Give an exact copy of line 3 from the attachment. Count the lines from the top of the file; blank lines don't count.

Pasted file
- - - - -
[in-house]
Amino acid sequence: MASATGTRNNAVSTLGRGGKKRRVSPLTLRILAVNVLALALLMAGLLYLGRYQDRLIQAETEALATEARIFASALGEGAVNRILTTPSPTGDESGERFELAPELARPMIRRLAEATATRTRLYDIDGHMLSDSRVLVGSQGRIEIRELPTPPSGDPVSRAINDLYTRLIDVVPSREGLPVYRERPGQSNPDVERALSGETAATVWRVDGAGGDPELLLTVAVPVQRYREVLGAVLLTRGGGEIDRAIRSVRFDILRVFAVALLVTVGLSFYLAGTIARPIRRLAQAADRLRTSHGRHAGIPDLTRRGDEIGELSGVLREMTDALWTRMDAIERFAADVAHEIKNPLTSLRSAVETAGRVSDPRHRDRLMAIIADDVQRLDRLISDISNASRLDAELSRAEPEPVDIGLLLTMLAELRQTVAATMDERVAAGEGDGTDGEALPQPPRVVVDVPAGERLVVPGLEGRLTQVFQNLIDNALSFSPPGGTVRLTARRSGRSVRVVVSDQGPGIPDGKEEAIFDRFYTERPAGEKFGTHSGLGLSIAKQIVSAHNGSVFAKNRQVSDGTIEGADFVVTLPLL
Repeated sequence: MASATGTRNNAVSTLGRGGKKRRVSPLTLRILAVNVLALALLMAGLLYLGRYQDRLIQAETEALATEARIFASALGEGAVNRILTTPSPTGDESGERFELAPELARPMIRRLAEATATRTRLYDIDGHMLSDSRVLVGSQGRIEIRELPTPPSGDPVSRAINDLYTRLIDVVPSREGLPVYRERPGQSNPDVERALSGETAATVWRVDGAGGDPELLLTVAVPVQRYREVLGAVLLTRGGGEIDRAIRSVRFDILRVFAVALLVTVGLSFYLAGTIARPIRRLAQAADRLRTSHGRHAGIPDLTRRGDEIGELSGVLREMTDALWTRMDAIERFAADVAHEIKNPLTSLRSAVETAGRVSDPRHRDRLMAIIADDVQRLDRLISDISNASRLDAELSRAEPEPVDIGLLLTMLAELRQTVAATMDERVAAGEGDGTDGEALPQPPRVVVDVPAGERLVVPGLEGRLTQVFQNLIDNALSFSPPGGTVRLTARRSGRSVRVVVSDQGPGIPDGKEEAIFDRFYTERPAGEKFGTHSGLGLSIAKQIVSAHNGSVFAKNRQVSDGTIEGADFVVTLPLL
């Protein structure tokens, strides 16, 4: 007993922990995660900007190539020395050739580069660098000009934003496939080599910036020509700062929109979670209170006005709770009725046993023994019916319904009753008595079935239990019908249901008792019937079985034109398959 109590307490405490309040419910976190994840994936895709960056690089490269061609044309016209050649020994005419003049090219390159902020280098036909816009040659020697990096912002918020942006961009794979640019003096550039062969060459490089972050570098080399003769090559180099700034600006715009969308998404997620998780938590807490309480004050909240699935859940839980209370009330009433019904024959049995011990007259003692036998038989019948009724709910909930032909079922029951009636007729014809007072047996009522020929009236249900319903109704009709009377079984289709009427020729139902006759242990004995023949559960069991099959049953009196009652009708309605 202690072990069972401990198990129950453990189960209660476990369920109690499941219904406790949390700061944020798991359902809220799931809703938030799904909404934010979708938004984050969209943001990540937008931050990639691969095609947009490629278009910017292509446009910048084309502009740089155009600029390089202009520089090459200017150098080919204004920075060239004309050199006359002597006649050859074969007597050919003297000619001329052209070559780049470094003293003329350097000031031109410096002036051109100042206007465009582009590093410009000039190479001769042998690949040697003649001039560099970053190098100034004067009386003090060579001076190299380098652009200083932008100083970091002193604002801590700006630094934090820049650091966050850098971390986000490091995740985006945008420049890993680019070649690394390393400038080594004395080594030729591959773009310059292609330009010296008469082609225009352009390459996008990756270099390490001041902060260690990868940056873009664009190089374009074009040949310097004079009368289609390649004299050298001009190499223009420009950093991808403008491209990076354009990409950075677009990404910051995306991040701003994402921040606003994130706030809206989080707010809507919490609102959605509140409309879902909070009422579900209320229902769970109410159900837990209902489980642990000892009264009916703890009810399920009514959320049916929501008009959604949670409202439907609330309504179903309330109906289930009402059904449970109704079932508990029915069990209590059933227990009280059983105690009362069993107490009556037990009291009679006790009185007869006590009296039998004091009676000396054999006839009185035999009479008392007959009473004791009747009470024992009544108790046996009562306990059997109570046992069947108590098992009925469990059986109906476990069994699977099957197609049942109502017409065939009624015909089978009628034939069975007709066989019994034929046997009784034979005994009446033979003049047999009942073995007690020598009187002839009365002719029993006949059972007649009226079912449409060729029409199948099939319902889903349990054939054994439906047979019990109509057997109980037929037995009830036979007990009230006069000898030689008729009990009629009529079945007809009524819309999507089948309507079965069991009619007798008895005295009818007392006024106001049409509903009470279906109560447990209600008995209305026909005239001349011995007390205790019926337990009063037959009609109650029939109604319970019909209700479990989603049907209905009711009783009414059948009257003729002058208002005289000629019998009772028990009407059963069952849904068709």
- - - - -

Repeated sequence: MASATGTRNNAVSTLGRGGKKRRVSPLTLRILAVNVLALALLMAGLLYLGRYQDRLIQAETEALATEARIFASALGEGAVNRILTTPSPTGDESGERFELAPELARPMIRRLAEATATRTRLYDIDGHMLSDSRVLVGSQGRIEIRELPTPPSGDPVSRAINDLYTRLIDVVPSREGLPVYRERPGQSNPDVERALSGETAATVWRVDGAGGDPELLLTVAVPVQRYREVLGAVLLTRGGGEIDRAIRSVRFDILRVFAVALLVTVGLSFYLAGTIARPIRRLAQAADRLRTSHGRHAGIPDLTRRGDEIGELSGVLREMTDALWTRMDAIERFAADVAHEIKNPLTSLRSAVETAGRVSDPRHRDRLMAIIADDVQRLDRLISDISNASRLDAELSRAEPEPVDIGLLLTMLAELRQTVAATMDERVAAGEGDGTDGEALPQPPRVVVDVPAGERLVVPGLEGRLTQVFQNLIDNALSFSPPGGTVRLTARRSGRSVRVVVSDQGPGIPDGKEEAIFDRFYTERPAGEKFGTHSGLGLSIAKQIVSAHNGSVFAKNRQVSDGTIEGADFVVTLPLL